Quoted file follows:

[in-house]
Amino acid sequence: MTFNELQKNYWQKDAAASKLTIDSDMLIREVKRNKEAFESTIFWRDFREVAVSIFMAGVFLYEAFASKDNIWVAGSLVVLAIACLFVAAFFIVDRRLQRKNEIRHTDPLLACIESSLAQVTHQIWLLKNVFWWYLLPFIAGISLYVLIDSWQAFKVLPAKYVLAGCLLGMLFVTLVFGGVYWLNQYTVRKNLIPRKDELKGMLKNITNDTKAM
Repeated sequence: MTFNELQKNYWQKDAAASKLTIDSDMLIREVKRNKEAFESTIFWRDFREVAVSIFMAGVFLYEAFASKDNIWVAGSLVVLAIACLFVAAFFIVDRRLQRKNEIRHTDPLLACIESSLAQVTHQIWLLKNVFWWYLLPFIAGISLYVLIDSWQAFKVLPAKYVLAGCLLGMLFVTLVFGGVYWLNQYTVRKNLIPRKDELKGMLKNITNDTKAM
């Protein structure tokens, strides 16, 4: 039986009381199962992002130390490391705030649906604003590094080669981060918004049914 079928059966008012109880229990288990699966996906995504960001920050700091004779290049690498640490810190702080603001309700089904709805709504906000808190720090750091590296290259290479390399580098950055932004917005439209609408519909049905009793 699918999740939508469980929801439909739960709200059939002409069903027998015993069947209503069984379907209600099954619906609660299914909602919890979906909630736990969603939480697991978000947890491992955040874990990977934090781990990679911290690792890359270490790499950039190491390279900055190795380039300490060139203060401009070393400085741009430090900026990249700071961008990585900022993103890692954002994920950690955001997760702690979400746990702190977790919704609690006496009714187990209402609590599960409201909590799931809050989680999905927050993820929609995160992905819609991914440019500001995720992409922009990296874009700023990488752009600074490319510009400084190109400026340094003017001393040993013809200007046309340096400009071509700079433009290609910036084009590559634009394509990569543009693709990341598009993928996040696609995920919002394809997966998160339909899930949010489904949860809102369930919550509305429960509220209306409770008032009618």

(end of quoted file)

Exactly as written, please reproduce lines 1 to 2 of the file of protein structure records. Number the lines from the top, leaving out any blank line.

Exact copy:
[in-house]
Amino acid sequence: MTFNELQKNYWQKDAAASKLTIDSDMLIREVKRNKEAFESTIFWRDFREVAVSIFMAGVFLYEAFASKDNIWVAGSLVVLAIACLFVAAFFIVDRRLQRKNEIRHTDPLLACIESSLAQVTHQIWLLKNVFWWYLLPFIAGISLYVLIDSWQAFKVLPAKYVLAGCLLGMLFVTLVFGGVYWLNQYTVRKNLIPRKDELKGMLKNITNDTKAM